"Class, have a seat and take out your notebooks. If you remember, yesterday we were beginning to talk about trigonometry."
I recall those brief seconds at the start of math classes to be the last English words I would understand for the next hour or so. Suffice to say, math and I didn't get along too well in high school.
Fast forward (not that many) years later, and educators are now using holograms to produce mesmerizing and strikingly comprehensive visualizations that make it easier for students to grasp trigonometric concepts.
When he's not independently developing his own games, Sean Simon is an educator who understands that sometimes all it takes is the right visuals to communicate challenging information. Armed only with 2D textbooks, it's understandable how some students face difficulty navigating topics like trigonometry. This could change in the Age of the Hologram.
We enjoying seeing content like Sean's because it shows that the 3D display capabilities of the Looking Glass might be the key to unlocking a new level of understanding for students today.
It doesn't end with math. We've seen signs that the Looking Glass is ready to revolutionize the world of education as a whole.
ScienceVR makes playful science AR/VR experiences in which users can be instructed by famous historical figures. They recently debuted a visualization of James Clerk Maxwell as a hologram in the Looking Glass.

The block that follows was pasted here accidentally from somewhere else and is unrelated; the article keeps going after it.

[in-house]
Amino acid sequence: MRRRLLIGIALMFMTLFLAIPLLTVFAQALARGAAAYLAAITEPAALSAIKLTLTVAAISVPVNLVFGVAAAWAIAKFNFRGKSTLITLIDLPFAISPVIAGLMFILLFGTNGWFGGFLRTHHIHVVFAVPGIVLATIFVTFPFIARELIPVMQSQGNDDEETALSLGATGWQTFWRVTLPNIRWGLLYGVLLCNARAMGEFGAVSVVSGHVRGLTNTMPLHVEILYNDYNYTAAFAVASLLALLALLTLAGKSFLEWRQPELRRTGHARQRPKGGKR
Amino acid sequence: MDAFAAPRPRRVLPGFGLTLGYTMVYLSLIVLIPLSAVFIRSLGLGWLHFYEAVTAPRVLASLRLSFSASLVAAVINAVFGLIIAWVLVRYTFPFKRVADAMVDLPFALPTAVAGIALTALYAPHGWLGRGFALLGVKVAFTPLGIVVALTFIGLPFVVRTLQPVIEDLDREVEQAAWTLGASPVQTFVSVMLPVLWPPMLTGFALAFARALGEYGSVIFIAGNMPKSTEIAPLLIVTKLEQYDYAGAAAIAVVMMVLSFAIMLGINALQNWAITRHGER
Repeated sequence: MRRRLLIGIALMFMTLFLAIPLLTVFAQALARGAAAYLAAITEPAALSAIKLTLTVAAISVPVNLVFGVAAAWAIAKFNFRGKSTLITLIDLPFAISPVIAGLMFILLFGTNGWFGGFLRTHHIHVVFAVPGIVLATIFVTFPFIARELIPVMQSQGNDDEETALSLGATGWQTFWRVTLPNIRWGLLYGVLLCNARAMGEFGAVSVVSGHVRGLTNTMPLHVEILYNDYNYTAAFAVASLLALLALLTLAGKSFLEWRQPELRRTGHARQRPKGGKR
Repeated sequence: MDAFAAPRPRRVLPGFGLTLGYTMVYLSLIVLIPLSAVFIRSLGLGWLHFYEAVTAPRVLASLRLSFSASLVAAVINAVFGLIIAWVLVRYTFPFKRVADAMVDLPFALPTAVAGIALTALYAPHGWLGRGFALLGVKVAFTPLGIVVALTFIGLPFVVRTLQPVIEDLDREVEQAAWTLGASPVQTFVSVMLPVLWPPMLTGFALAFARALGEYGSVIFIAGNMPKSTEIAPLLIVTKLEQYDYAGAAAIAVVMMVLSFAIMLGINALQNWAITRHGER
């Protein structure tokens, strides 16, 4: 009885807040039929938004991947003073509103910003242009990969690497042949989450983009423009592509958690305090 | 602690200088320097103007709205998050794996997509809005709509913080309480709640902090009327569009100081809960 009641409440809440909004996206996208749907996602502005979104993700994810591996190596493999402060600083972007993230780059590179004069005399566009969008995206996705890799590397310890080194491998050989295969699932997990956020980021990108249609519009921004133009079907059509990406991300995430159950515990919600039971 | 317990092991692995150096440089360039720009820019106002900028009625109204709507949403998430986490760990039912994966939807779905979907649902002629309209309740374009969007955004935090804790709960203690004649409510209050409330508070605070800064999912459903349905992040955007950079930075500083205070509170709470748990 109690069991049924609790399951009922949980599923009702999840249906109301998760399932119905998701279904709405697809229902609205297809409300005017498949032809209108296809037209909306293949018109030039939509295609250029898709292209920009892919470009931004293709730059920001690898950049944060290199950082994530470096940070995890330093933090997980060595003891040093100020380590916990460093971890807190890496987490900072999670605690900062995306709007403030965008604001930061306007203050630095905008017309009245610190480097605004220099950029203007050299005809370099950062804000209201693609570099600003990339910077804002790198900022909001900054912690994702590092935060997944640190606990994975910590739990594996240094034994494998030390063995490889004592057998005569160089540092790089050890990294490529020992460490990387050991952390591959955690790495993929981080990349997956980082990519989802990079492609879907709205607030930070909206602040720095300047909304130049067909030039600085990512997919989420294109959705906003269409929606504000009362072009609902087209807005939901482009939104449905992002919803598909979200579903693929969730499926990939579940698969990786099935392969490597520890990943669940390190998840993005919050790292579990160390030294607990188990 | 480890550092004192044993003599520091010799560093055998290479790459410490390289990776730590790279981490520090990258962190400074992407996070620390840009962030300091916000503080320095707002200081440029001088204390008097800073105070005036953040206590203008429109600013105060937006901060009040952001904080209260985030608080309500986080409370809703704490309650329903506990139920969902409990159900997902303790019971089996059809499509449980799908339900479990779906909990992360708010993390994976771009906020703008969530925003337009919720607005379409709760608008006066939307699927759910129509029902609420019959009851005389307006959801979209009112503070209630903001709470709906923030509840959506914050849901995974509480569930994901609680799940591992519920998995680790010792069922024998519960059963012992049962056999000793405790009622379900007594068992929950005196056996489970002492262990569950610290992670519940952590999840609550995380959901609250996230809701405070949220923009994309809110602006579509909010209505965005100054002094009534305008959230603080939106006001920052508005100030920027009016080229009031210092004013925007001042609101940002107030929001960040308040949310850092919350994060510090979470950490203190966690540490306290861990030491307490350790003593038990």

It's important to prepare students for the future, and equally important that we educate them thoroughly on what came before them. An easy way to do this is to use current technology to craft educational experiences that students can engage with in meaningful ways. The Looking Glass brings lessons to life, and isn't that always the goal of the best teachers?
If you're an educator and are interested in introducing the Looking Glass to your students, send us a message at email@example.com.
**this is part of our “100 Days of Holograms” series, where a few of us in the team at Looking Glass Factory post one new wonderful or weird (or both!) use for the Looking Glass holographic display being conjured around the world each day.